Father Dominic said in an interview that the manuscript had been given to Father Clemens so that “he should take care of it as an Augustinian — it has nothing to do with the Mendel family.” The manuscript did not belong to the Brünn Natural History Society, he said, but rather would have been returned to Mendel by the printer along with the first proof, as was then customary, and has been the property of the Augustinians ever since.

Father Clemens began to change his story about the ownership of the manuscript, suggesting it really belonged to the Augustinians, said William Taeusch, Dr. Schmidt’s husband. “He started to say to the family, ‘Aren’t they the rightful owners?’ The family says, ‘What’s going on, for God’s sake? If you were given it and were told it was the Augustinians’ property, why did you keep it for yourself for 11 years and then sign a bogus contract giving it to the family?’ ”

At a small meeting of the family company on May 9, which several members including Dr. Schmidt could not attend, three members decided to take pity on Father Clemens’s predicament. They took the manuscript from the safe and drove it to Father Clemens in Stuttgart. Father Clemens told Father Dominic that he could fly in from Vienna and collect it on May 11.

Mr. Taeusch said that he called the German cultural authorities to warn them the manuscript was about to be taken out of the country. He said that the Augustinians then deposited the manuscript with their lawyers, the firm Wahlert in Stuttgart, where it is to remain while ownership is determined. Marion Jung, a press officer at the Ministry for Science, Research and Culture of the state of Baden-Württemberg in Germany, confirmed that the ministry was looking into the case and would decide if the manuscript was authentic and if it should be put on a list of cultural treasures that are not allowed to leave the state.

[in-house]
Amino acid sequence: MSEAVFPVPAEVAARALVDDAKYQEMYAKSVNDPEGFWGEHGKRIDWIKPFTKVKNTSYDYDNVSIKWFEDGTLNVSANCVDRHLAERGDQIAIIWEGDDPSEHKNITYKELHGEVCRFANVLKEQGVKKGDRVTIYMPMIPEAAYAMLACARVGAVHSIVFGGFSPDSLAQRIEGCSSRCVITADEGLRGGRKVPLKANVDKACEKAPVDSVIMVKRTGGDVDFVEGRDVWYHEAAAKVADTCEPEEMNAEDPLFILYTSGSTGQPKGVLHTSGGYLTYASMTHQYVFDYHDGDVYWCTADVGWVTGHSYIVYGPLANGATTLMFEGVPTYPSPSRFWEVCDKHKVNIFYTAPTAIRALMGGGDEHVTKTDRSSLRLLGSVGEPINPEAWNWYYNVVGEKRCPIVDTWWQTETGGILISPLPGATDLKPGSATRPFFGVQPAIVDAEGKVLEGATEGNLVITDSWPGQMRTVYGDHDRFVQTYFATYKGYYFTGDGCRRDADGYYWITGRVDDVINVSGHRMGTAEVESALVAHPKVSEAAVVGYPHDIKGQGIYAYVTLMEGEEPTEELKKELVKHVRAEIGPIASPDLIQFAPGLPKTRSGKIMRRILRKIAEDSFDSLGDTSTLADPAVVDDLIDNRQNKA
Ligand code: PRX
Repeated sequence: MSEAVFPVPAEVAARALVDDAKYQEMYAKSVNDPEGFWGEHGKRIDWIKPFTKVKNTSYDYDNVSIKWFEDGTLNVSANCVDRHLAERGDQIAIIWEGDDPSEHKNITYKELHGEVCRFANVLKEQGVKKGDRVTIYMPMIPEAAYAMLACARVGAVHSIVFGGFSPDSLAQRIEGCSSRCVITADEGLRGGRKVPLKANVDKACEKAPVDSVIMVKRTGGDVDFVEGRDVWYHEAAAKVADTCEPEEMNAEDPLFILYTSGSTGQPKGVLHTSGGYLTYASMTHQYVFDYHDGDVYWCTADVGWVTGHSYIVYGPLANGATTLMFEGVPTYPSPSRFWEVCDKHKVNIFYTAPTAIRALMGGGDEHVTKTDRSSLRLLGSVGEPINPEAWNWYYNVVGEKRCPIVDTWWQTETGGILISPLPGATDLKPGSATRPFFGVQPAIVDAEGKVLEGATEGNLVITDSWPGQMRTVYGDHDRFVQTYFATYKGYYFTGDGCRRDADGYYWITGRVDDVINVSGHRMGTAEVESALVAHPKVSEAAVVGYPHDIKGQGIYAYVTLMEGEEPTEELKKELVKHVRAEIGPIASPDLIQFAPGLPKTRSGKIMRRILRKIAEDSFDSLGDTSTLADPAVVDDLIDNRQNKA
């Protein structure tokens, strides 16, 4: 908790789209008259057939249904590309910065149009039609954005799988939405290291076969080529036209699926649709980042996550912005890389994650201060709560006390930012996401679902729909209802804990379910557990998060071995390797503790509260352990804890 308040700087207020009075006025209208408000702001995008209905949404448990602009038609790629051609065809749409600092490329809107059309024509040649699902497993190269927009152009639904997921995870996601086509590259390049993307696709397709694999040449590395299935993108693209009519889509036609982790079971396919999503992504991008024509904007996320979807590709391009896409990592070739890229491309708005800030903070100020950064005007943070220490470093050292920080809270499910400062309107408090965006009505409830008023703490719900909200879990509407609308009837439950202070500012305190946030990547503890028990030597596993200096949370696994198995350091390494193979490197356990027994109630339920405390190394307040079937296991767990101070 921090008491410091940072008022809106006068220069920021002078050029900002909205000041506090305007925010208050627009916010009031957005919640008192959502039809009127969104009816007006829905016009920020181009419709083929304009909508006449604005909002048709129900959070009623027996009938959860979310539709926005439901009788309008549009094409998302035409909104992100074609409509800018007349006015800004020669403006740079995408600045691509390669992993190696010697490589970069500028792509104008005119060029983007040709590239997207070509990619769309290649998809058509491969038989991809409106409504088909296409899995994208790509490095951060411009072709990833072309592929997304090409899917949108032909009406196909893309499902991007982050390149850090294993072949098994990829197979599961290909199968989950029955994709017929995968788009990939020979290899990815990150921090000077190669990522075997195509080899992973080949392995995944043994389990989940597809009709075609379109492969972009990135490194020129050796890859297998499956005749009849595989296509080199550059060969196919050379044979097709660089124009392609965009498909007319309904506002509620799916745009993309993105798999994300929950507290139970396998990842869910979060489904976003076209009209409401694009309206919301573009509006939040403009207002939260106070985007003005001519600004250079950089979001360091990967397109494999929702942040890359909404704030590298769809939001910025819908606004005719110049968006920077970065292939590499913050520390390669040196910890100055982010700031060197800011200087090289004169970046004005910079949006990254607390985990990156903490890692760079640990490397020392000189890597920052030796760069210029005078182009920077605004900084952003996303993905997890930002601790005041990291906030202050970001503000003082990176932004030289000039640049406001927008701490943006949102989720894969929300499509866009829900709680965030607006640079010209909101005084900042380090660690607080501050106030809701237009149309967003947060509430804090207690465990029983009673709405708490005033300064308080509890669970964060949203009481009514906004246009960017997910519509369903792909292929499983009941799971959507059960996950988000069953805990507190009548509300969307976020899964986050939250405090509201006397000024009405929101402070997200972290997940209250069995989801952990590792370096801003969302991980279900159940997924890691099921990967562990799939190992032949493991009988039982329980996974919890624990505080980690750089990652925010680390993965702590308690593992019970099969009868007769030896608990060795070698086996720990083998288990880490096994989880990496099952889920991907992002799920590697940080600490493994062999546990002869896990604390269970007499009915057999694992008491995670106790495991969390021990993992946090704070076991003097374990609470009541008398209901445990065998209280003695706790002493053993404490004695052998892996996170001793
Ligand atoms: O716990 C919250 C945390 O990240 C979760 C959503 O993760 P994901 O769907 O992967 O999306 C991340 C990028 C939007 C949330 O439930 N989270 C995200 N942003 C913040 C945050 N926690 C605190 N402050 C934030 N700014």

Dr. Schmidt said she would like to see Mendel’s manuscript given to a public institution, like the society of the Sudeten Germans in Munich or the University of Heidelberg. “It’s kind of sad, it could have been so wonderful, but now there is all this tension and fighting. And I am very shocked that the church would come up with these threats,” she said.

In the history of modern biology, Mendel’s article is probably second in importance only to Darwin’s “On the Origin of Species.” Mendel made 40 reprints of his article, which he sent to scientific luminaries of the time. There are reports that one copy went to Darwin and was discovered among his papers with the pages uncut, a chore that printers in those days often left to readers. The history of biology could have been quite different had Darwin read Mendel’s article, recognized that it provided a better theory of inheritance than his own, and incorporated it in future editions of his work.

But the fetching story of the journal with the uncut pages seems to be incorrect, according to research by the editors of Darwin’s papers at the University of Cambridge. The source of the story seems to be an 1881 book on plant breeding by W. O. Focke. But its description of Mendel’s work was probably too brief to have made Darwin abandon his own ideas.

Gregor Mendel [Wikipedia]